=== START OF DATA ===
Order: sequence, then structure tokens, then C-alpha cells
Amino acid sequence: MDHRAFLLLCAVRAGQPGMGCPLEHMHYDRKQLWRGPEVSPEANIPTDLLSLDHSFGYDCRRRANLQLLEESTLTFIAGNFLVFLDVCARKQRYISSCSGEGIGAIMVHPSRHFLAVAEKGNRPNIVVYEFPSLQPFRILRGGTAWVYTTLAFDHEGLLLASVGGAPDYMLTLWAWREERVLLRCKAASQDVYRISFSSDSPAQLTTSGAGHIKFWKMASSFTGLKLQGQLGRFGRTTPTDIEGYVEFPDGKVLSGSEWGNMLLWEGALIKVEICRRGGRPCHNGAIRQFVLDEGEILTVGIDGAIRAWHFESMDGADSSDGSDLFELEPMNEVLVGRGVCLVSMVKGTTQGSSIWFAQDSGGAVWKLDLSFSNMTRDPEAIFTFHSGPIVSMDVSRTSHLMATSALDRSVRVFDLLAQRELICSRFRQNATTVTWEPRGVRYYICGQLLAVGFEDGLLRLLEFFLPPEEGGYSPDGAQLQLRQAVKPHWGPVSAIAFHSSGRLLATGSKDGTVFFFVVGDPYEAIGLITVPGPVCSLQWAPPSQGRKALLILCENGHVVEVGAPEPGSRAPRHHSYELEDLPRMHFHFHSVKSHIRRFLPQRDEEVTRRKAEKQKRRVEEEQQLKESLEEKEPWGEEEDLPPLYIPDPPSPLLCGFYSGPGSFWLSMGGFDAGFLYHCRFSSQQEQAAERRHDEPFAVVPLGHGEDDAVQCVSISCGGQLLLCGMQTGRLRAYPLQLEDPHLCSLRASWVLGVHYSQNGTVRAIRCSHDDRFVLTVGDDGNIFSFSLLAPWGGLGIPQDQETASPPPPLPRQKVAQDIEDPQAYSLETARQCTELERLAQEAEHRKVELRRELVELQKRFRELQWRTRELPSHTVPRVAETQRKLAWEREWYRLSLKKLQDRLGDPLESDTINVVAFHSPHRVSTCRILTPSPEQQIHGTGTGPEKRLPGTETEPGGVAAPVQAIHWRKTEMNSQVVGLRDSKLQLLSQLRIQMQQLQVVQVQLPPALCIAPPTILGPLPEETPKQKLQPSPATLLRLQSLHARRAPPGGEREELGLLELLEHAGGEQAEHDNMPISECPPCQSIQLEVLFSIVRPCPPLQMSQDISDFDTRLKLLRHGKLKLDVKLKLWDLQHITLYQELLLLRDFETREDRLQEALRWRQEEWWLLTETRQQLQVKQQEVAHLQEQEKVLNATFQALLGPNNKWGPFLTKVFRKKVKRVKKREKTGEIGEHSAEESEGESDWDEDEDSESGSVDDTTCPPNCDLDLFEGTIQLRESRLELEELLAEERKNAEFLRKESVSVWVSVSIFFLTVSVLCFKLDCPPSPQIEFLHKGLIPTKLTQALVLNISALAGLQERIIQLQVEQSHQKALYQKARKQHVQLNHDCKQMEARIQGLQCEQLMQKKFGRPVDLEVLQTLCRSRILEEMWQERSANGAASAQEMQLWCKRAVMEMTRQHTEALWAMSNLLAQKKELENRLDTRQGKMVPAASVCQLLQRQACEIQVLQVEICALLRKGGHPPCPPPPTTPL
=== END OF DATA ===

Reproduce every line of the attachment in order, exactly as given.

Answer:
Order: sequence, then structure tokens, then C-alpha cells
Amino acid sequence: MDHRAFLLLCAVRAGQPGMGCPLEHMHYDRKQLWRGPEVSPEANIPTDLLSLDHSFGYDCRRRANLQLLEESTLTFIAGNFLVFLDVCARKQRYISSCSGEGIGAIMVHPSRHFLAVAEKGNRPNIVVYEFPSLQPFRILRGGTAWVYTTLAFDHEGLLLASVGGAPDYMLTLWAWREERVLLRCKAASQDVYRISFSSDSPAQLTTSGAGHIKFWKMASSFTGLKLQGQLGRFGRTTPTDIEGYVEFPDGKVLSGSEWGNMLLWEGALIKVEICRRGGRPCHNGAIRQFVLDEGEILTVGIDGAIRAWHFESMDGADSSDGSDLFELEPMNEVLVGRGVCLVSMVKGTTQGSSIWFAQDSGGAVWKLDLSFSNMTRDPEAIFTFHSGPIVSMDVSRTSHLMATSALDRSVRVFDLLAQRELICSRFRQNATTVTWEPRGVRYYICGQLLAVGFEDGLLRLLEFFLPPEEGGYSPDGAQLQLRQAVKPHWGPVSAIAFHSSGRLLATGSKDGTVFFFVVGDPYEAIGLITVPGPVCSLQWAPPSQGRKALLILCENGHVVEVGAPEPGSRAPRHHSYELEDLPRMHFHFHSVKSHIRRFLPQRDEEVTRRKAEKQKRRVEEEQQLKESLEEKEPWGEEEDLPPLYIPDPPSPLLCGFYSGPGSFWLSMGGFDAGFLYHCRFSSQQEQAAERRHDEPFAVVPLGHGEDDAVQCVSISCGGQLLLCGMQTGRLRAYPLQLEDPHLCSLRASWVLGVHYSQNGTVRAIRCSHDDRFVLTVGDDGNIFSFSLLAPWGGLGIPQDQETASPPPPLPRQKVAQDIEDPQAYSLETARQCTELERLAQEAEHRKVELRRELVELQKRFRELQWRTRELPSHTVPRVAETQRKLAWEREWYRLSLKKLQDRLGDPLESDTINVVAFHSPHRVSTCRILTPSPEQQIHGTGTGPEKRLPGTETEPGGVAAPVQAIHWRKTEMNSQVVGLRDSKLQLLSQLRIQMQQLQVVQVQLPPALCIAPPTILGPLPEETPKQKLQPSPATLLRLQSLHARRAPPGGEREELGLLELLEHAGGEQAEHDNMPISECPPCQSIQLEVLFSIVRPCPPLQMSQDISDFDTRLKLLRHGKLKLDVKLKLWDLQHITLYQELLLLRDFETREDRLQEALRWRQEEWWLLTETRQQLQVKQQEVAHLQEQEKVLNATFQALLGPNNKWGPFLTKVFRKKVKRVKKREKTGEIGEHSAEESEGESDWDEDEDSESGSVDDTTCPPNCDLDLFEGTIQLRESRLELEELLAEERKNAEFLRKESVSVWVSVSIFFLTVSVLCFKLDCPPSPQIEFLHKGLIPTKLTQALVLNISALAGLQERIIQLQVEQSHQKALYQKARKQHVQLNHDCKQMEARIQGLQCEQLMQKKFGRPVDLEVLQTLCRSRILEEMWQERSANGAASAQEMQLWCKRAVMEMTRQHTEALWAMSNLLAQKKELENRLDTRQGKMVPAASVCQLLQRQACEIQVLQVEICALLRKGGHPPCPPPPTTPL